In the future of Shadow Man (Tor: 1995, currently Lethe Press), a drug taken to survive FTL travel has increased intersex births and led to the widespread recognition of five body types among the Concord worlds: five sexes, called fem, herm, man, mem and woman. Each has a different set of pronouns. On the world Hara, cut off from the other worlds shortly after settlement and recently reunited with the Concord worlds, the old two-gender system remains in place despite the variety in body type. Pressure for social change on Hara is inevitable.
It’s an interesting set-up for a story. Shadow Man focuses on two people: Warreven, a Hara herm living as a man who works as a legal representative for people involved or indicted in “trade” (sex work); and Tatian, a Concord man who represents the business interests of a pharmaceutical company. Their paths cross as one of Tatian’s employees intends to testify in a case that Warreven hopes will call the gender law of Hara into question.
It’s especially interesting, to me, to read a book where five is the default instead of two. It’s surprisingly powerful.
I say this, but there are some serious flaws. The Concord system doesn’t seem to allow for change: there are nine socially accepted sexualities and people who don’t fit into those, but no mention of people who don’t fit in their bodies or who use different pronouns—no trans and genderqueer (non-quinary?) people. Body defines gender once more:
“Tatian lifted his bottle in silent toast. It had taken him most of the first year to learn to look not at bodies when he met an indigene but at the clothing that signified ‘real’ gender.”
On Hara, gender is marked by performance, not body, in a strict two-gender system, but the “odd-bodied” (Hara slang for fem, herm and mem) who want change all want to be recognised as their body-defined sex and gender in line with the Concord system.
Hara has one notable difference to the Concord culture: legal gender change is possible—but only between male and female. To a Concord person like Tatian, this is incomprehensible: “The idea, the casual switch of legal gender, was too alien, and he shied away from it.” It’s unclear whether this legal change is only used by herms like Warreven (who chose not to legally change to a woman earlier in life) or used by everyone, even men and women.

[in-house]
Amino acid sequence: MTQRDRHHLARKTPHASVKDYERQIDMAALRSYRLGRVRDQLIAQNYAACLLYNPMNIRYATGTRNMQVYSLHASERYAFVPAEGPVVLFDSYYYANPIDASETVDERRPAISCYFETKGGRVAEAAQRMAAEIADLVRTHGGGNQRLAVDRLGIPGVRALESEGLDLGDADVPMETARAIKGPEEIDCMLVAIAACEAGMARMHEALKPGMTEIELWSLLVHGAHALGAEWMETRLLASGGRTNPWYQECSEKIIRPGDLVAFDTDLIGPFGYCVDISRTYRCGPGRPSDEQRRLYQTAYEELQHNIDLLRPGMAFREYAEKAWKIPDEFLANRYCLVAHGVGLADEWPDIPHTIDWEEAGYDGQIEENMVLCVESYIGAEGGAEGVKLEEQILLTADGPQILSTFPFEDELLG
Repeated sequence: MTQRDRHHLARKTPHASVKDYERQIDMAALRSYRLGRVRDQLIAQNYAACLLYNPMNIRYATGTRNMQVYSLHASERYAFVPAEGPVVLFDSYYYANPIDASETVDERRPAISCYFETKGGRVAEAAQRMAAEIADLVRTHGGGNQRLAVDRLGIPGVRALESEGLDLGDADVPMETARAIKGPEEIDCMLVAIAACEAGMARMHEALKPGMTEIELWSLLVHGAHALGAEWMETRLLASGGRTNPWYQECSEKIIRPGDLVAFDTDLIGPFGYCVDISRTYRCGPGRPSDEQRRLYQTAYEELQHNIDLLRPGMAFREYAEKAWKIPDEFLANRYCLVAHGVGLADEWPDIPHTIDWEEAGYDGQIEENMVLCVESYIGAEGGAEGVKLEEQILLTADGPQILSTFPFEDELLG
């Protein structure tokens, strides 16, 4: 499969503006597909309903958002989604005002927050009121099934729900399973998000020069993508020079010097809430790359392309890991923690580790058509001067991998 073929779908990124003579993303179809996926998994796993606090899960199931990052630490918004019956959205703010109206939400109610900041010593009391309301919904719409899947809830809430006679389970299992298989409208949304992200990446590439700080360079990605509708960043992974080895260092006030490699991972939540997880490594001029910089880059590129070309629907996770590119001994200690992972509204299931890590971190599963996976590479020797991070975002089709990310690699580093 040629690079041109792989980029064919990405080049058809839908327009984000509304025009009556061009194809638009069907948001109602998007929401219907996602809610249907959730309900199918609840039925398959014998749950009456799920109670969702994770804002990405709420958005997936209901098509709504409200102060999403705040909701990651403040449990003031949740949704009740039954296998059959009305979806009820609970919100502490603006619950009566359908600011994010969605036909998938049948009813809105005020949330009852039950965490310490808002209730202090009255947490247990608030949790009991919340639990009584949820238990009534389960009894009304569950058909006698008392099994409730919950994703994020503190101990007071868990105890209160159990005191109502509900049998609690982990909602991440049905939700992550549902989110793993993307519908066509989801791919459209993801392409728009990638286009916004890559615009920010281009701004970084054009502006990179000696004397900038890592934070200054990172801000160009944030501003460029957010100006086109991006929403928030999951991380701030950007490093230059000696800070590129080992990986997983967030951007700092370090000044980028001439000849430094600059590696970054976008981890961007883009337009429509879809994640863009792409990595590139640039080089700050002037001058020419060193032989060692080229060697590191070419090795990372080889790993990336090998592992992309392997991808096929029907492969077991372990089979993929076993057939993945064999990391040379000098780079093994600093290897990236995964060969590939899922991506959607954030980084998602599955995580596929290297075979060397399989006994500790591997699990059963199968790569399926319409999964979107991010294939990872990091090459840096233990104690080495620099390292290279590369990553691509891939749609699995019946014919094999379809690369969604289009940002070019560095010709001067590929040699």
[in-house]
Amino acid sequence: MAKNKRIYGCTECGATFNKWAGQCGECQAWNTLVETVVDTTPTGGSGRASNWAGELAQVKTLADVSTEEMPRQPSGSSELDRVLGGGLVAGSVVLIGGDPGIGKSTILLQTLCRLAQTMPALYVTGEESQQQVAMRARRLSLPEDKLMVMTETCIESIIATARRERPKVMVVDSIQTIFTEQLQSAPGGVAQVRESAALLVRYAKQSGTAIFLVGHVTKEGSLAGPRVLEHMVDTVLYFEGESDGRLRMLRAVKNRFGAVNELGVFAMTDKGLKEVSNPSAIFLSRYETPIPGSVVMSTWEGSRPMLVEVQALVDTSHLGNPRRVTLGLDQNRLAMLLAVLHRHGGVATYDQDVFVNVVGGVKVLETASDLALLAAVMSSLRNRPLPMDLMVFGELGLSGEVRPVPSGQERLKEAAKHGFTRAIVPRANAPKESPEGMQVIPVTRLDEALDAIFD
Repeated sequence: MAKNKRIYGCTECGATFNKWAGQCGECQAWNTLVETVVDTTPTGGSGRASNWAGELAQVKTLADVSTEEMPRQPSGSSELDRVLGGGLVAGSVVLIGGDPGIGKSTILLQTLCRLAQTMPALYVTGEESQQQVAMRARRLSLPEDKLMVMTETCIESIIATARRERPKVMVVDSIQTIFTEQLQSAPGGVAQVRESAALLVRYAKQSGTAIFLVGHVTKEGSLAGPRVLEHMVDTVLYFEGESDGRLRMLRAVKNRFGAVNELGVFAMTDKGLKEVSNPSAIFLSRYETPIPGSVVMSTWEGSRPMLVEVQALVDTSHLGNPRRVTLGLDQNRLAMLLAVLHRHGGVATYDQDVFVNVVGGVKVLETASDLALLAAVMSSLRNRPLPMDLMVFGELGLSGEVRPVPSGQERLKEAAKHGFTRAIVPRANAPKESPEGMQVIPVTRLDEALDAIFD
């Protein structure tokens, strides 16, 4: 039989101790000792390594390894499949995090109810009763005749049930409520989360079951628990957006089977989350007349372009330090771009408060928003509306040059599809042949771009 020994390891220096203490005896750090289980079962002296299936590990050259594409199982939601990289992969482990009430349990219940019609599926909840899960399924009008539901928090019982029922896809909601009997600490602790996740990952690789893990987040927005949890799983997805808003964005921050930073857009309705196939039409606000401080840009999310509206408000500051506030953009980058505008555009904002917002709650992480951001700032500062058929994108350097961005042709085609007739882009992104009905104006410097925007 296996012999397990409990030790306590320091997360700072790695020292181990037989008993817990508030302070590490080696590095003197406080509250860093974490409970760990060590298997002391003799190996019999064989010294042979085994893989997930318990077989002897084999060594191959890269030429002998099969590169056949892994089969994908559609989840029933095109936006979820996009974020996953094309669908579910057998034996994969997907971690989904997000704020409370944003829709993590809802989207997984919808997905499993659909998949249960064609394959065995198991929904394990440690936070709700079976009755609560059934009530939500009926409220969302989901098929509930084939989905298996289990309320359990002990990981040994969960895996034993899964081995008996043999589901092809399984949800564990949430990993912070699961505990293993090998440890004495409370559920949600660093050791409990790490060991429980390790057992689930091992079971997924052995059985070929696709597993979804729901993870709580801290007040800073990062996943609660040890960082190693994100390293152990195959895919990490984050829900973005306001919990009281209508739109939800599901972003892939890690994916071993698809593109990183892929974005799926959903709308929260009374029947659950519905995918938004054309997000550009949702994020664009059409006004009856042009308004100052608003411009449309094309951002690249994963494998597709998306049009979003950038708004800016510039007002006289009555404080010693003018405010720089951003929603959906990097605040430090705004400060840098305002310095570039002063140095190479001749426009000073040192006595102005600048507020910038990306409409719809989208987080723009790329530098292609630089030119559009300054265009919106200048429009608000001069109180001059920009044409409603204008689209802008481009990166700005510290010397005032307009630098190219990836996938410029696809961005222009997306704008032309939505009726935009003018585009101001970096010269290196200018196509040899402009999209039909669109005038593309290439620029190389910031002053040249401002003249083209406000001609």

One point I particularly like about Shadow Man is its future with two systems: both flawed, but in different ways. The push for social change on Hara is to bring their gender system in line with the Concord system, recognising fem, herm, and mem in addition to men and women—ending that multiplicity of systems, not entirely for the better. The need for fem, herm and mem recognition on Hara is vital, but it is never stated what will happen to other aspects of the Hara system. The ability to legally change gender or perform a gender that doesn’t ‘match’ the body (from a Concord perspective) is currently tied to the flawed two-gender system, but could become part of an open system that recognises more sexes and genders—and fluidity. There is no suggestion that the Concord system of five rigid sexes (that determine five rigid genders) is also flawed. The ending of Shadow Man reinforces the idea that change will come from learning about the Concord system rather than synthesising that system with the local way.
Warreven says, near the end: “It’s not just that I don’t know what to do, or how to do it, which I don’t, but— It’s what I said, we don’t have a word for revolution or a word for herm, and I’m supposed to invent both of them.” And, just before that: “Off-world, in the Concord—well, I can learn what I need there.”
It’s the difference between learning the Concord word for ‘herm’ or making one for Hara—and, bigger than a word, a new system of sex and gender—and it’s strongly suggested that Warreven will learn the Concord way.
Reading Shadow Man, I was equal parts excited and frustrated. It’s simultaneously post-binary and reinforcing the ideas that uphold the binary gender system in the present day. It’s powerful to read about five being the default—it’s a blunt, in-your-face destabilisation of the idea that bodies and genders only come in two. Though this took the FTL drug to instigate (rather than the recognition that intersex and non-binary people have always existed), the book acknowledges that the “good old days” of the pre-FTL time were not as rigid as everyone thought:
“...only two genders, two roles, two complementary parts to play. Even if those days had never truly existed, it was still a compelling image to a certain minority...”
If only Shadow Man took the destabilisation further, subjecting the Concord five-sex/gender system to the same scrutiny that the Concord system subjects ours.
Alex Dally MacFarlane is a writer, editor and historian. Her science fiction has appeared (or is forthcoming) in Clarkesworld, The Other Half of the Sky, Gigantic Worlds, Solaris Rising 3 and The Year’s Best Science Fiction & Fantasy: 2014. She is the editor of Aliens: Recent Encounters (2013) and The Mammoth Book of SF Stories by Women (forthcoming in late 2014).